The app only launched and hit that point of saturation where everyone is yakking about something for at least 48 hours straight recently, so the news that it’d been hacked spread quickly. And it was all for the best, founder Or Arbel wrote on Medium on Saturday (via the WSJ blog Digits). By June 22, it had 1 million users.
“We were lucky enough to get hacked at an early stage and the issue has been fixed,” he explained, because the whole thing shows how Yo is super simple and there’s basically nothing to be hacked, anyway.
“When you join it doesn’t ask you for your email, full name, Facebook account, or any other piece of personal information. The only identity within the Yo app is your username,” he adds.
The one exception — if users opt in to the “find friends” feature, which uses phone numbers to connect you to your real life pals.
So if you don’t use that feature, your username was the only thing that was compromised, he says. And your list of contacts is also safe, because those aren’t saved or stored by Yo.
But if you have used that feature — “your phone number was exposed together with your Yo username (again, not with your full name, not with your email, only a Yo username and a phone number).”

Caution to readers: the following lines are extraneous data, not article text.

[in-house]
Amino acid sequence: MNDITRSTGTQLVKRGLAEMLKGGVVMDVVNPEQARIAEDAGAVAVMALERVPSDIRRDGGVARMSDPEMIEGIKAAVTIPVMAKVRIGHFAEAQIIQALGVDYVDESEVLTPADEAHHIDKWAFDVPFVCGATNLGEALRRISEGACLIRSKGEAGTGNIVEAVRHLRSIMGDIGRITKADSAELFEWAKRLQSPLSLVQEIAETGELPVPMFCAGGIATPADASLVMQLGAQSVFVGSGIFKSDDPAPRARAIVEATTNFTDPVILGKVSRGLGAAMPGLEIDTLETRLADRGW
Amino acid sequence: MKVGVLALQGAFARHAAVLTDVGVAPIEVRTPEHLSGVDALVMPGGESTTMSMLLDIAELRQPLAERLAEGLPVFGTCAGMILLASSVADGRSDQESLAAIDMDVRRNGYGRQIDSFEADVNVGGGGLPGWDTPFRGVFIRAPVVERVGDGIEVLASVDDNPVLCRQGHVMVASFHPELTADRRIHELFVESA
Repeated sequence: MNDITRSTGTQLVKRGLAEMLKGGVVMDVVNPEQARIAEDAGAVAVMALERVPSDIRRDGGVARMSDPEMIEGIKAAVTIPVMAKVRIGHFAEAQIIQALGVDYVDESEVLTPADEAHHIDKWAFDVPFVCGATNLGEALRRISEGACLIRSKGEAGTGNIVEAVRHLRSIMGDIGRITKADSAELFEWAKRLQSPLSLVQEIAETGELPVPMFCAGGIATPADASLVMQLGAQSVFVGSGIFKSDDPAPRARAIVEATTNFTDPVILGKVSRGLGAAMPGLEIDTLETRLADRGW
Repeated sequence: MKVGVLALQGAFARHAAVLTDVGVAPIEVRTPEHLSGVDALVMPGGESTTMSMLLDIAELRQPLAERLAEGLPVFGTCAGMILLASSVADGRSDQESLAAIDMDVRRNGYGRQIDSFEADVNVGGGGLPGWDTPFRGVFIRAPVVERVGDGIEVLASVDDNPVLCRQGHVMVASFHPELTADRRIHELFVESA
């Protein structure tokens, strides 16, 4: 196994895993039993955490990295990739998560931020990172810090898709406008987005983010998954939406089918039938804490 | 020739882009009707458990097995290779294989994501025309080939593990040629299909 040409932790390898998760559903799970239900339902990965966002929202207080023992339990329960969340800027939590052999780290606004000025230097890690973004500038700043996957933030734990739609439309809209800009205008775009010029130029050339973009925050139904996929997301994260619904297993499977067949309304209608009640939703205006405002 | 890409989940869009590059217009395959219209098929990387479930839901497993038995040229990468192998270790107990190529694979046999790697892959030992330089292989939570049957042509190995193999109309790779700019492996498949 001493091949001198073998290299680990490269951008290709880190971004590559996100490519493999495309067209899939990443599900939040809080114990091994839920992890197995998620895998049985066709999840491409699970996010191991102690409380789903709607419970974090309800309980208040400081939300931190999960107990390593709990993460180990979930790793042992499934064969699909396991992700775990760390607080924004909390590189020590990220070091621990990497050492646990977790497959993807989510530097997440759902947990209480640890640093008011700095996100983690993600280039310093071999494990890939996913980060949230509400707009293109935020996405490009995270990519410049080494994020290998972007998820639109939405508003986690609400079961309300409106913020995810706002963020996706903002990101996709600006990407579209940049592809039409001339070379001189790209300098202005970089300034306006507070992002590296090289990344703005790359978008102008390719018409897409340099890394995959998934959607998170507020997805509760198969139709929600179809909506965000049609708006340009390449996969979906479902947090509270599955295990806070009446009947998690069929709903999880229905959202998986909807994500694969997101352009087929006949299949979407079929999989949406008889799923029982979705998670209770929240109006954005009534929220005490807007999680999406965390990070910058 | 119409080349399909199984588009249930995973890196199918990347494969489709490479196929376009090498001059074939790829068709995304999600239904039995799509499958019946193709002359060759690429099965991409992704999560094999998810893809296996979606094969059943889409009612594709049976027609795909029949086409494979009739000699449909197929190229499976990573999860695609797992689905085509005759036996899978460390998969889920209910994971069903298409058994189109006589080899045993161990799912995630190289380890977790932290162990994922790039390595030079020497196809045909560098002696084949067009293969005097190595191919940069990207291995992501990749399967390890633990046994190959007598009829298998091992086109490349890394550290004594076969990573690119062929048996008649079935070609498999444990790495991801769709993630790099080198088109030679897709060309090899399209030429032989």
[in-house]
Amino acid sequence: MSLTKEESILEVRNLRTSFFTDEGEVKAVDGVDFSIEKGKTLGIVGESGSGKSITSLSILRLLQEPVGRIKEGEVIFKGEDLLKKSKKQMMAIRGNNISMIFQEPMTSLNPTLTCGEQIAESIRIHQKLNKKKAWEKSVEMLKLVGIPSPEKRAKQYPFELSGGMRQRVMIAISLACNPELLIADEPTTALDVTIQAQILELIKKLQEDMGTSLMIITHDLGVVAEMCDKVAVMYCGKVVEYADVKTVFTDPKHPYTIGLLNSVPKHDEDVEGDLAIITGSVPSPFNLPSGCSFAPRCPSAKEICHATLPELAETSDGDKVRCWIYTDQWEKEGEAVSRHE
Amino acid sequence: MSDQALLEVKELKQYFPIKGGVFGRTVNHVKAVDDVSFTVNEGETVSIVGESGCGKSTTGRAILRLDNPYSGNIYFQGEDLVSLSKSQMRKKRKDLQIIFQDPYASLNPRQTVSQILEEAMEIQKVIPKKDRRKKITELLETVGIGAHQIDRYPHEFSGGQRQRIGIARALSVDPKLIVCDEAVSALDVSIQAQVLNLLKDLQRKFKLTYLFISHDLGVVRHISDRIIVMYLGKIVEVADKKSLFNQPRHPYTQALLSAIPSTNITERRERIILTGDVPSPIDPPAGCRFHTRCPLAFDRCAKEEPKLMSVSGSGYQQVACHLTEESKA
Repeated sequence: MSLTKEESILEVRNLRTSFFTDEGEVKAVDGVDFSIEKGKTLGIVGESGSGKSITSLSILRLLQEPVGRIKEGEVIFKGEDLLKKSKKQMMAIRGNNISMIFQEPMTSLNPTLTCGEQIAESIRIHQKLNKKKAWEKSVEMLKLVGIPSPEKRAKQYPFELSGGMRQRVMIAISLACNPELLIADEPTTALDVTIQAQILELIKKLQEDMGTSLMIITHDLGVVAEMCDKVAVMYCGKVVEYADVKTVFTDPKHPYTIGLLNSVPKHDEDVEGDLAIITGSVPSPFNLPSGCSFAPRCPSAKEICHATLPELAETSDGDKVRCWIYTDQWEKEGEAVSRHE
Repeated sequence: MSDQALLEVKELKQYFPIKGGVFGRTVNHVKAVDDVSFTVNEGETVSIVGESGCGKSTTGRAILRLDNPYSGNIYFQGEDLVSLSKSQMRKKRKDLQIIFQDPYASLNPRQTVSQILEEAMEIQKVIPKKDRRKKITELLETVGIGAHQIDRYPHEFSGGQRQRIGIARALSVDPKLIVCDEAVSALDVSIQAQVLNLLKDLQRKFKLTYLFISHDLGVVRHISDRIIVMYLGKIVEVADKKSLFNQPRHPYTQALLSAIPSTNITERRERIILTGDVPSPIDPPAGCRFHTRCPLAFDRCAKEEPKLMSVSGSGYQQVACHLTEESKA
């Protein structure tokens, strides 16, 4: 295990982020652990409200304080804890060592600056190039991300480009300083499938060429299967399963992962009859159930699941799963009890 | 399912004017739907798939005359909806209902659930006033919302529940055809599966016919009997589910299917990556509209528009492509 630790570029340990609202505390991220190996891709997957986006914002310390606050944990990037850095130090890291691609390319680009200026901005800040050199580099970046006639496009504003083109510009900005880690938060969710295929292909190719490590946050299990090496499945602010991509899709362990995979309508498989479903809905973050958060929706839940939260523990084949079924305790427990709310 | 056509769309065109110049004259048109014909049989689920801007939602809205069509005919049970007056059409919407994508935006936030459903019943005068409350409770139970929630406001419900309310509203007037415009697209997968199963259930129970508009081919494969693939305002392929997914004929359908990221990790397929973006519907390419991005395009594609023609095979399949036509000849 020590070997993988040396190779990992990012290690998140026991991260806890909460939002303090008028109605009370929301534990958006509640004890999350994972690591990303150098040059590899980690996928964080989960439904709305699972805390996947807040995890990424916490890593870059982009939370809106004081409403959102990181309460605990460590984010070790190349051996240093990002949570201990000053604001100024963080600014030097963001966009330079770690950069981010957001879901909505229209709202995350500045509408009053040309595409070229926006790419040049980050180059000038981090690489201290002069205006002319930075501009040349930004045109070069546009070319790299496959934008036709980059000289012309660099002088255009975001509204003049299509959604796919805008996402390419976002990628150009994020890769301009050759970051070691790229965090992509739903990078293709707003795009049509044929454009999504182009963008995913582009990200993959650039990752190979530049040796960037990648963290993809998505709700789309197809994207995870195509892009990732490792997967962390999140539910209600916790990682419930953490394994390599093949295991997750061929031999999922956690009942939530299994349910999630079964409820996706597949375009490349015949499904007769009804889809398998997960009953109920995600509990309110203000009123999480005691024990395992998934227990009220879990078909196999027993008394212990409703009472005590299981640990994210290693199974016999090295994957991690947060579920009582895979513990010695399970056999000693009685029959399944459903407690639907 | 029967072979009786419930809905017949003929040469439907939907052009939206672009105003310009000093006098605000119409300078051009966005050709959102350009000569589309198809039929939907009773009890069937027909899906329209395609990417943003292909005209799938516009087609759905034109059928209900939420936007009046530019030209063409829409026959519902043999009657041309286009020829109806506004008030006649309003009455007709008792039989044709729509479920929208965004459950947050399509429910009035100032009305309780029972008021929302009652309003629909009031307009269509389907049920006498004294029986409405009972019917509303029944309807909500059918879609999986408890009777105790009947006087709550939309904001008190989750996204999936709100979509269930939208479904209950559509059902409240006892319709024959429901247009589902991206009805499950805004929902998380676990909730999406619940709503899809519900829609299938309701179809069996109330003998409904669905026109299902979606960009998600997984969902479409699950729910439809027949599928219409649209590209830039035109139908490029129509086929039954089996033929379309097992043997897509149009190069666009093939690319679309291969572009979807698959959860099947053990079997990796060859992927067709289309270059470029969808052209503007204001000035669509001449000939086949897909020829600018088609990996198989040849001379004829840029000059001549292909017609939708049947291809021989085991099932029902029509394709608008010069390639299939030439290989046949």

There’s also some more information about what exactly happened, with Arbel outlining the timeline of last week’s hack: He got a text message asking if he was the founder of Yo, to which he replied yes to — even though it was an unknown number. Red flag, it would seem. That triggered a blast of Yos and an alert saying “YoBeenHacked” in his app.
“We logged on to our back-end and immediately started investigating. Our initial findings were on the spoofed Yos and showing the custom alert,” Arbel writes. “We instantly closed these holes, but there was another issue to follow.”
Then he actually called the number from the texter and spoke to the hacker and had a productive conversation with emailed details of the attack.
Georgia Tech Students had claimed last week to have hacked Yo, not to do harm but to simply show that it could be done.
Yo and the hackers worked things out eventually, resolving the issue on Friday and verifying with the hackers that everything was righty tighty.
“One of them is actually now working with us on improving Yo experience in other aspects as well,” he adds.
He admits that things might’ve gone a bit too fast in the early stages, but heck, don’t we all move too fast, too soon in life? Tell it like it is.
“Yo started as a weekend project and exploded a little too soon,” he confesses. “We were just finishing up re-writing the infrastructure in a proper and secure way, as suitable for production grade apps, when it suddenly blew up and went viral.”
So annoying when you go viral too soon. So annoying.
Anyway, Arbel is really sorry this had to happen.
“We take your privacy very seriously, we apologize from the bottom of our hearts, and if you have any more questions regarding these issues you can contact me directly: email@example.com.”
We were lucky enough to get hacked [@YoApp on Medium]